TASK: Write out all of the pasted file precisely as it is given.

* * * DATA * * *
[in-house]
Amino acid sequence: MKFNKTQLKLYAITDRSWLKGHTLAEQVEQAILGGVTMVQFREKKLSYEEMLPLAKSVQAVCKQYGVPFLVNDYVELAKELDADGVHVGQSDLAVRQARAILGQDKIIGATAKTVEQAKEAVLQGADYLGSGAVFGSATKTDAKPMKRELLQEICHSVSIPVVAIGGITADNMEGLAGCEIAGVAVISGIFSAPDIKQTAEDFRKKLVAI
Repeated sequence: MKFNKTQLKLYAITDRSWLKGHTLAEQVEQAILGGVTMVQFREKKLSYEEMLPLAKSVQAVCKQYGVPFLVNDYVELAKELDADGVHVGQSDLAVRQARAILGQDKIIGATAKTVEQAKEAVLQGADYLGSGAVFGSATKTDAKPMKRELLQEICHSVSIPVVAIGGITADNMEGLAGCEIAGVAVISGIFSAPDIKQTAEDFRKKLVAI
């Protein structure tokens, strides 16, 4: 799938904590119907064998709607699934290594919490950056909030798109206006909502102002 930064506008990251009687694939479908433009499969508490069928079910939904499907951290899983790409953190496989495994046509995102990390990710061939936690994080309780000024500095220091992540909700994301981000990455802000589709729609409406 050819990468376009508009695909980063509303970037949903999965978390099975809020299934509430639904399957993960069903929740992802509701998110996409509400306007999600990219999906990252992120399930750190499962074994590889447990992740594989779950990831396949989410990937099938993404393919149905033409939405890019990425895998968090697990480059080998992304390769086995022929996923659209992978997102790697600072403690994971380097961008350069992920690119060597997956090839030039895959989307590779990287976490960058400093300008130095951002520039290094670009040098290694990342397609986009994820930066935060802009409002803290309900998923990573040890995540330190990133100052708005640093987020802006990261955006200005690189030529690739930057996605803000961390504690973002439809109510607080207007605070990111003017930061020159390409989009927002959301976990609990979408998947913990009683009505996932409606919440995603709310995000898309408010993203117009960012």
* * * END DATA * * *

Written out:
[in-house]
Amino acid sequence: MKFNKTQLKLYAITDRSWLKGHTLAEQVEQAILGGVTMVQFREKKLSYEEMLPLAKSVQAVCKQYGVPFLVNDYVELAKELDADGVHVGQSDLAVRQARAILGQDKIIGATAKTVEQAKEAVLQGADYLGSGAVFGSATKTDAKPMKRELLQEICHSVSIPVVAIGGITADNMEGLAGCEIAGVAVISGIFSAPDIKQTAEDFRKKLVAI
Repeated sequence: MKFNKTQLKLYAITDRSWLKGHTLAEQVEQAILGGVTMVQFREKKLSYEEMLPLAKSVQAVCKQYGVPFLVNDYVELAKELDADGVHVGQSDLAVRQARAILGQDKIIGATAKTVEQAKEAVLQGADYLGSGAVFGSATKTDAKPMKRELLQEICHSVSIPVVAIGGITADNMEGLAGCEIAGVAVISGIFSAPDIKQTAEDFRKKLVAI
């Protein structure tokens, strides 16, 4: 799938904590119907064998709607699934290594919490950056909030798109206006909502102002 930064506008990251009687694939479908433009499969508490069928079910939904499907951290899983790409953190496989495994046509995102990390990710061939936690994080309780000024500095220091992540909700994301981000990455802000589709729609409406 050819990468376009508009695909980063509303970037949903999965978390099975809020299934509430639904399957993960069903929740992802509701998110996409509400306007999600990219999906990252992120399930750190499962074994590889447990992740594989779950990831396949989410990937099938993404393919149905033409939405890019990425895998968090697990480059080998992304390769086995022929996923659209992978997102790697600072403690994971380097961008350069992920690119060597997956090839030039895959989307590779990287976490960058400093300008130095951002520039290094670009040098290694990342397609986009994820930066935060802009409002803290309900998923990573040890995540330190990133100052708005640093987020802006990261955006200005690189030529690739930057996605803000961390504690973002439809109510607080207007605070990111003017930061020159390409989009927002959301976990609990979408998947913990009683009505996932409606919440995603709310995000898309408010993203117009960012």